Visual perception of upright: Head tilt, visual errors and viewing eye.

Published in J Vestib Res, on 2016

By:

Amir Kheradmand, G Gonzalez, Jorge Otero-Millan & Adrian Lasker

Abstract:

BACKGROUND: Perception of upright is often assessed by aligning a luminous line to the subjective visual vertical (SVV). OBJECTIVE: Here we investigated the effects of visual line rotation and viewing eye on SVV responses and whether there was any change with head tilt. METHODS: SVV was measured using a forced-choice paradigm and by combining the following conditions in 22 healthy subjects: head position (20° left tilt, upright and 20° right tilt), viewing eye (left eye, both eyes and right eye) and direction of visual line rotation (clockwise [CW] and counter clockwise [CCW]). RESULTS: The accuracy and precision of SVV responses were not different between the viewing eye conditions in all head positions (P> 0.05, Kruskal-Wallis test). The accuracy of SVV responses was significantly different between the CW and CCW line rotations (p = 0.0001; Kruskal-Wallis test) and SVV was tilted in the same direction as the line rotation. This effect of line rotation was however not consistent across head tilts and was only present in the upright and right tilt head positions. The accuracy of SVV responses showed a higher variability among subjects in the left head tilt position with no significant difference between the CW and CCW line rotations (P> 0.05; post-hoc Dunn’s test). CONCLUSIONS: In spite of the challenges to the estimate of upright with head tilt, normal subjects did remarkably well irrespective of the viewing eye. The physiological significance of the asymmetry in the effect of line rotation between the head tilt positions is unclear but it may suggest suggests a lateralizing effect of head tilt on the visual perception of upright.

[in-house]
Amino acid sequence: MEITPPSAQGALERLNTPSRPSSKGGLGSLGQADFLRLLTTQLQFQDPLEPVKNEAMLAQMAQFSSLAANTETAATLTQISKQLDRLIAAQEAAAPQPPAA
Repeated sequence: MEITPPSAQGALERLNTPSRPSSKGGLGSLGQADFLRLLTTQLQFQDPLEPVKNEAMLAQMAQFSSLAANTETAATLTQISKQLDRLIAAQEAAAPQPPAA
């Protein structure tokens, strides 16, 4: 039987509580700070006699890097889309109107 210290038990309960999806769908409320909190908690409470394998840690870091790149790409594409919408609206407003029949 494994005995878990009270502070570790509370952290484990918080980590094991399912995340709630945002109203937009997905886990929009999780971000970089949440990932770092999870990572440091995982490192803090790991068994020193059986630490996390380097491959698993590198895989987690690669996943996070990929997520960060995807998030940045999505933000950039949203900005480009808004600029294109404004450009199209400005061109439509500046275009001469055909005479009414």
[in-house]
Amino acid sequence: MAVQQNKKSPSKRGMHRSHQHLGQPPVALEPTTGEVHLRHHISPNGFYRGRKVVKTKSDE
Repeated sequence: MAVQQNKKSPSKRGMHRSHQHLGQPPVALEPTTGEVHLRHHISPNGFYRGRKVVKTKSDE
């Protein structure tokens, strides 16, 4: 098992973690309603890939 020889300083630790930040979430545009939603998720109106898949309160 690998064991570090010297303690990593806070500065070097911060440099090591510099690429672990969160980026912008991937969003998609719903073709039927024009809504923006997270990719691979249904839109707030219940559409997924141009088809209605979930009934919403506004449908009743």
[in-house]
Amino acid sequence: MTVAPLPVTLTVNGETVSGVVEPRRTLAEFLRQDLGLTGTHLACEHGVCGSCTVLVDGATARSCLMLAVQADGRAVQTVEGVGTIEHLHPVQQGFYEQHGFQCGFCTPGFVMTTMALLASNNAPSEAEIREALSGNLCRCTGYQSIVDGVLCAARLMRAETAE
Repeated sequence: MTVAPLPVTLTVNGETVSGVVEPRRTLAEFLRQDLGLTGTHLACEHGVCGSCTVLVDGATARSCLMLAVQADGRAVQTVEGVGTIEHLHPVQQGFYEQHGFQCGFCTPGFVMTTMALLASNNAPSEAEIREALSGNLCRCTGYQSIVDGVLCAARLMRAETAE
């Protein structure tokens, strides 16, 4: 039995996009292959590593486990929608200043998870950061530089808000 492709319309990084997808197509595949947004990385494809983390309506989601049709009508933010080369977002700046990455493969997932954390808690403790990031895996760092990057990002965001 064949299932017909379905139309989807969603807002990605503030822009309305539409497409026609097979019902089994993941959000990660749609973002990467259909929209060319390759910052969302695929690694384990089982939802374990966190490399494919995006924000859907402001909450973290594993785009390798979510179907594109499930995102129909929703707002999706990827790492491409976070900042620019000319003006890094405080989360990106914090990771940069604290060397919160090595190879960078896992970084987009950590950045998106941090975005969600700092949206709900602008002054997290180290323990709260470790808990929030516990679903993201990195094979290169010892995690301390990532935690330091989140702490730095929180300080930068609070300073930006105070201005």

Citation:

Kheradmand, Gonzalez, Otero-Millan & Lasker (2016) Visual perception of upright: Head tilt, visual errors and viewing eye.. J Vestib Res. 2016;25(5-6):201-9.

Full article:

https://pubmed.ncbi.nlm.nih.gov/26890421/